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Africa is now the world’s second fastest growing continent. Recently, it has defied the pessimists, accelerating its economic pulse and seeing significant improvements in its Human Development Indicators. But these positive developments have been tempered by a crisis in jobs, youth unemployment and growing inequality. These are now the key challenges the continent faces.

The answer to these challenges, according to the African Development Bank’s 2013-2022 Strategy, lies in sustained economic growth that leads to structural change and the transformation of the continent.

Innovation and the adoption of new knowledge and ways of doing things will also be critical ingredients for success. To attain these goals, Africa will have to close its infrastructure gap, speed up economic integration, deal with conflicts old and new, and develop its human capital.

There is little doubt that the media will be a critical partner on this path to progress. It will act as a watchdog when economic policies, strategies, and implementation go astray. Yet it will also help set the agenda for growth and transformation by pointing to lessons from those that have done well, both on the continent and abroad, bringing critical lessons home, and acting as a critical agent of positive change.

It is in this regard that the AfDB wishes to launch the Media Partnership for Africa’s Structural Transformation.  

Functioning

The Partnership will function as a network of African and global media professionals committed to the development of the African continent and its structural transformation through, mainly, Solutions Journalism.

A practice that is now gaining increasing credence even in the mainstream media, Solutions Journalism is basically reporting that delves into and provides credible solutions to developmental and other societal problems. It is clearly not about advocating for certain models of growth, organizations or ideas.

Solutions Journalism is, to a large extent, premised on the notion that traditional journalism has focused too much on the problem, rather than the solution – a phenomenon some journalists in some of the world’s leading media are now determined to change.

It looks at where people are working on solutions, focusing not just on what may be working, but how and why it appears to be working (or stumbling). When done well, Solutions Journalism can be both highly informative and engaging while providing valuable insights into how societies may tackle certain important problems better. Those engaged in Solutions Journalism often do so in the belief that reporters who care very much about the problems they cover should also care deeply about helping society find the knowledge of how to solve them, using data and evidence. Briefly, it is about “deep dives, critical assessments, and compelling stories about the ideas, models, policies, organizations and people working to solve our toughest problems.”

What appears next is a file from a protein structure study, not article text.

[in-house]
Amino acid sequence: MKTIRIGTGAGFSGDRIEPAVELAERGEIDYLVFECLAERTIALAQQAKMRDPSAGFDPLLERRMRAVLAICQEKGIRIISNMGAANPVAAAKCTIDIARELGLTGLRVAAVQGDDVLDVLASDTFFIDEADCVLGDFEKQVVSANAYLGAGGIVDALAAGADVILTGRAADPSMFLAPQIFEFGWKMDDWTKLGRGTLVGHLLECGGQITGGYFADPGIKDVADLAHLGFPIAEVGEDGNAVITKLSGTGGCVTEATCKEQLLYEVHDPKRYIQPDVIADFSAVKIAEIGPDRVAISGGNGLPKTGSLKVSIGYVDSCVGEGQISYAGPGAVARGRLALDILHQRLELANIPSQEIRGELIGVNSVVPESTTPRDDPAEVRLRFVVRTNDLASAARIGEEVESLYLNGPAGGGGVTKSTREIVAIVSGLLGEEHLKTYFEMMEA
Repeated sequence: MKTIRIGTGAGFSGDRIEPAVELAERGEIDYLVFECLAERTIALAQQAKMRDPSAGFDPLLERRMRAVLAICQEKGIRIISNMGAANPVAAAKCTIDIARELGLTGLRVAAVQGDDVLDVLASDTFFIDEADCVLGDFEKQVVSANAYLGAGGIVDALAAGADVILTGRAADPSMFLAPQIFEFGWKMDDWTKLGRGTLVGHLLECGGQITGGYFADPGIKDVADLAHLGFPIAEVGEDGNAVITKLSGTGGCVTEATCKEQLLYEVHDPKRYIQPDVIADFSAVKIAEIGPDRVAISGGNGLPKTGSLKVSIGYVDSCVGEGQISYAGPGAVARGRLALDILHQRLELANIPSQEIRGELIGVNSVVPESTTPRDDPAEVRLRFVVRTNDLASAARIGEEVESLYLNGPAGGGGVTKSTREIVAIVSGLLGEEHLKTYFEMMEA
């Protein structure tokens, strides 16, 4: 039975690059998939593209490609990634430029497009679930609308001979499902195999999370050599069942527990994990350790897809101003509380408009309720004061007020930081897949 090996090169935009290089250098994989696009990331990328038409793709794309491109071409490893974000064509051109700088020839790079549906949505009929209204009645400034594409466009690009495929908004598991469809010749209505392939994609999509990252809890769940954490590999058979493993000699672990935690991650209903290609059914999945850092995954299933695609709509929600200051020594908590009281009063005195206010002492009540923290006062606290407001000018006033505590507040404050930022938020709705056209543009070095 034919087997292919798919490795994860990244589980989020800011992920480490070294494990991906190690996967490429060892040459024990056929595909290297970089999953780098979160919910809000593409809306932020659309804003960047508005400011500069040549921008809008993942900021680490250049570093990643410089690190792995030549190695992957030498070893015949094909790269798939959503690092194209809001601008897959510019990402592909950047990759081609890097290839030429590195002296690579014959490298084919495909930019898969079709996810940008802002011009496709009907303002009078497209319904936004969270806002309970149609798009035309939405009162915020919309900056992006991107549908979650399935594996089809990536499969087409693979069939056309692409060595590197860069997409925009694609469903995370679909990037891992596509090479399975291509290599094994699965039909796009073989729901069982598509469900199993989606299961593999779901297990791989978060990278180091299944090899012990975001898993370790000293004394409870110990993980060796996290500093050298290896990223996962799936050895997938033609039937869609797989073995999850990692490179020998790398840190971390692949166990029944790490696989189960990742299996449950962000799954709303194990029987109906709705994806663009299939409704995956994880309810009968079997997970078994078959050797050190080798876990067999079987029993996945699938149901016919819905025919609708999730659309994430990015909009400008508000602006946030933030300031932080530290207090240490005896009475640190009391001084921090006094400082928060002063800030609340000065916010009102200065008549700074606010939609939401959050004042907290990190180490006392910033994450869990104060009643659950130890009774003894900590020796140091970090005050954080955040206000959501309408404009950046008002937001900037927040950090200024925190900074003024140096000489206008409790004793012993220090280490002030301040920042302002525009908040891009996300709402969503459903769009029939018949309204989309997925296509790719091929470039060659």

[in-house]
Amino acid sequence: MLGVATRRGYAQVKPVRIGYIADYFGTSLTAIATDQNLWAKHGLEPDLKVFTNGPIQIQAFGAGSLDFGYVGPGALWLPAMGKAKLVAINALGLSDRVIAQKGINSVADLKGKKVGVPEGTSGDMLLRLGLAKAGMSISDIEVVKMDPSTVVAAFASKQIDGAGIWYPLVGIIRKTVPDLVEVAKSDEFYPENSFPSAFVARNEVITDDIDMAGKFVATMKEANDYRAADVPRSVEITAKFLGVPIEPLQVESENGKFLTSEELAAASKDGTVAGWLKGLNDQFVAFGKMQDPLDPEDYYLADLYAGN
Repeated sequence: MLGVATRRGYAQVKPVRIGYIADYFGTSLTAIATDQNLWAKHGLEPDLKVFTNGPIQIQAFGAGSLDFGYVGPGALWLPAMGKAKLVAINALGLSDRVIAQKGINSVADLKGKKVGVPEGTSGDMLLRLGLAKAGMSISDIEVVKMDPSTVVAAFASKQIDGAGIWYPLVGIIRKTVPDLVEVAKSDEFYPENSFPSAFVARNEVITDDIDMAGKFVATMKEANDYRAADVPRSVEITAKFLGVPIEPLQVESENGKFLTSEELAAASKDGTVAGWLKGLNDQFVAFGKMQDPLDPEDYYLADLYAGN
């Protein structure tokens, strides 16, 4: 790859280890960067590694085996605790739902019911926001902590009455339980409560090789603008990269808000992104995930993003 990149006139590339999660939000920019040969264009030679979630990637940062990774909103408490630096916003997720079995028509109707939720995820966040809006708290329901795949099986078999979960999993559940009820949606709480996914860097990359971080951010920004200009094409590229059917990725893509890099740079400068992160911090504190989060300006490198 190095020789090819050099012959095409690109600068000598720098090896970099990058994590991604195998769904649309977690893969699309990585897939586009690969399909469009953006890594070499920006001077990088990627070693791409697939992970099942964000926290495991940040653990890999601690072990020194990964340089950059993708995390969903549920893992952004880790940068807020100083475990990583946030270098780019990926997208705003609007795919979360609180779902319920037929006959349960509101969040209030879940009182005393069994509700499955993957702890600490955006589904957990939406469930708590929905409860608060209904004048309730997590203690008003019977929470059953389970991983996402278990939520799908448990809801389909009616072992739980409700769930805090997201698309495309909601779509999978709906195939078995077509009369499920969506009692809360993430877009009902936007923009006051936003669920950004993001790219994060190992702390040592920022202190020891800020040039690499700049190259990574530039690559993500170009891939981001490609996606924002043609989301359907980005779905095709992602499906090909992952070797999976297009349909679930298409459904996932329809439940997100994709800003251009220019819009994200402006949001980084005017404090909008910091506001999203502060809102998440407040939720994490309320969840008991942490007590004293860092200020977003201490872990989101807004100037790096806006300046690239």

Activities

Facilitated by the AfDB’s Communication & External Relations Department (CERD), the network will:

  • Partner with global leaders in media training to offer current best practice to members in matter related to African development and particularly but not exclusively to Solutions Journalism;
  • Offer thematic reporting opportunities (including field visits) with an emphasis on coverage that is compelling and and effective in raising development issues and solutions;
  • Provide monthly briefings by African and global experts for syndication to individual and institutional members of the network (these can be published, free-of-charge);
  • Grant annual awards at agreed ceremonies for the best Solutions Journalism on Africa’s Structural Transformation;
  • Deliver high quality materials from the AfDB and related institutions to aid reporting related to Africa’s economic development and structural transformation;
  • Provide a platform for the professional interaction of individual and institutional members.

Membership

Membership is by application but open to individual journalists and their organizations, institutions, African and non-African. A prime qualification is the willingness and ability to conduct Solutions Journalism related to will be the development of Africa, particularly the structural transformation of the continent. A membership committee comprising members of the network will select qualified members.

Coordinator and Contact Person

Mr. Felix Njoku
Principal Information Officer
Communication & External Relations Department (CERD)
African Development Bank
B.P. 323 – 1002, Tunis Belvédère
Tunisia
Tel: +(216) 7110 2612


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